…I saw a paper presented yesterday on taxes. And it was very interesting that the population according to these surveys does think we should have more taxes on the rich. But then when you ask them, what are the rich actually paying, they underestimate, of course, what the rich are currently paying. And, what’s interesting is they think the rich should be paying less than they actually are. But you ask them, what is the fair tax to pay for various income brackets? They come in at figures that are actually below what the rich, what people in those brackets are actually paying. So here’s a case of people being uninformed and mal-informed at the same time.

Just curious about the Supreme Court’s Windsor v. U.S. decision

I’m glad the Edith Windsor won her case. I think she deserves it.

The Supreme Court found that not allowing a survivor of a same-sex marriage (as recognized by Canada) to claim the U.S. Federal estate tax deduction that is available for survivors of heterosexual marriages violated the equal protection clause of the Constitution (Amendment 14).

For those who agree with me on the outcome of this case, but also wish to continue to apply different tax rules to high and low-income earners through a progressive tax code, I’m curious to hear why you think holding these two positions is consistent and why the latter position doesn’t violate the equal protection clause of the Constitution.

By the way, I don’t believe the problem is what the state defines as marriage. I think the problem is that we have a state so entwined in our lives that what it defines as marriage matters.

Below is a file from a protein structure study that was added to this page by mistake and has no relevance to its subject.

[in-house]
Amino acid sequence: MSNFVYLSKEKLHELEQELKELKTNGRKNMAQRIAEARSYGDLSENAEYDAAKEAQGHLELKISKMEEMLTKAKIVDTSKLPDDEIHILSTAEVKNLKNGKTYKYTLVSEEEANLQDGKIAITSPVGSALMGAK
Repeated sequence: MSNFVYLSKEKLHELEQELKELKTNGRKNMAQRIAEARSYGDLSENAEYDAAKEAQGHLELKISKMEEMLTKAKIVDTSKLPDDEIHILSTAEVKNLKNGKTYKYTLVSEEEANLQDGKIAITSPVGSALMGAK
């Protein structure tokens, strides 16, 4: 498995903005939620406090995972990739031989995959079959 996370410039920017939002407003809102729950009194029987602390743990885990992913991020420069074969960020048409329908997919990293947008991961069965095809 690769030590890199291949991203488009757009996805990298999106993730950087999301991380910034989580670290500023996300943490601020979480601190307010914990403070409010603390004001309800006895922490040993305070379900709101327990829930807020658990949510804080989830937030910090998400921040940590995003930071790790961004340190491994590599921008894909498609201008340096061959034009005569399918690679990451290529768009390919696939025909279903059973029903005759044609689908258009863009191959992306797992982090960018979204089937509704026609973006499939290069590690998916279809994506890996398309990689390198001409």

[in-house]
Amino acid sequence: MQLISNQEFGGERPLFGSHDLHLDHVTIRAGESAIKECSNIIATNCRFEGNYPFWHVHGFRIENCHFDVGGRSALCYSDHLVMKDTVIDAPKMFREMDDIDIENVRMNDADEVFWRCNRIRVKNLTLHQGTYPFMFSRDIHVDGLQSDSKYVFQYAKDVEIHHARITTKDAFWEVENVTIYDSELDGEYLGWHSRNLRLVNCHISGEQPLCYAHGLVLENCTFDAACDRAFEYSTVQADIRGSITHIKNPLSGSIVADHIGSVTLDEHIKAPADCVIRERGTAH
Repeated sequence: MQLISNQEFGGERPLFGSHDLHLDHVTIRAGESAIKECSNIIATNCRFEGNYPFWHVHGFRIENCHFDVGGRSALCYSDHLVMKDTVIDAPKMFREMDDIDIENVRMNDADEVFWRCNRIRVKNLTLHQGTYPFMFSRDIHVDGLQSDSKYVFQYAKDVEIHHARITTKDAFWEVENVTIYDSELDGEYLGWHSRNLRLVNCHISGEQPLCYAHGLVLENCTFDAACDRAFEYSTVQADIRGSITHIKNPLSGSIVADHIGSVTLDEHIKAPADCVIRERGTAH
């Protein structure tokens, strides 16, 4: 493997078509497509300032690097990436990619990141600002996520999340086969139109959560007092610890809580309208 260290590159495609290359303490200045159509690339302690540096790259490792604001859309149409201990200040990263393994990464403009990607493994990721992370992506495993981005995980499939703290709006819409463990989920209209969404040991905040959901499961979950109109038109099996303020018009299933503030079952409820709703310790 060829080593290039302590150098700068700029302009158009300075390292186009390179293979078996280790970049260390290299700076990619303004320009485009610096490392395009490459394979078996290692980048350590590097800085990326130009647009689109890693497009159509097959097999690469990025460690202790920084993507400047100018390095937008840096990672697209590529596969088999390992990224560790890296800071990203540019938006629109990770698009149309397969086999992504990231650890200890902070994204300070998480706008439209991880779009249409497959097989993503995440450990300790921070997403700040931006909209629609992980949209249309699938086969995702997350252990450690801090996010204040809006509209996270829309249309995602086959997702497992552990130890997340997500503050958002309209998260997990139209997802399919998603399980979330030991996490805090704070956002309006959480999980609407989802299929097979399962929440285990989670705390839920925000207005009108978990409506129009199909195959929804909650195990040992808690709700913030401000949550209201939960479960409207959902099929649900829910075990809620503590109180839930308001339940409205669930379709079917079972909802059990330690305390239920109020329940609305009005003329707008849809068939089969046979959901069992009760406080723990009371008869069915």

In this case, if there was no estate tax, there would have been no court case for the Supreme Court to rule on.

I have just one follow-up question for the Ms. Windsor. I’m curious if when her spouse was alive if she filed suit to be able to file a joint Federal income tax return to enjoy the same marriage tax penalty as heterosexual marriages.

The mountain of disincentives

I recommend reading John Cochrane’s post about the job market and his thoughts regarding what a few other prominent economists believe are problems and solutions.

Here he addresses Alan Blinder’s prescription to give tax breaks to companies that expand payrolls (emphasis mine):

Is this really the right way to run a country? When “policy makers” want more employment, they slap on a complex, tax break on top of a mountain of disncentives. Presumably they then will remove this tax break, and pages 536,721 to 621,843 of the tax code describing it, despite the lobbying by large corporations who have figured out how to exploit it for billions of dollars, once the Brookings Institution decides that there is “enough” employment (!), and “policy-makers” no longer need to encourage it?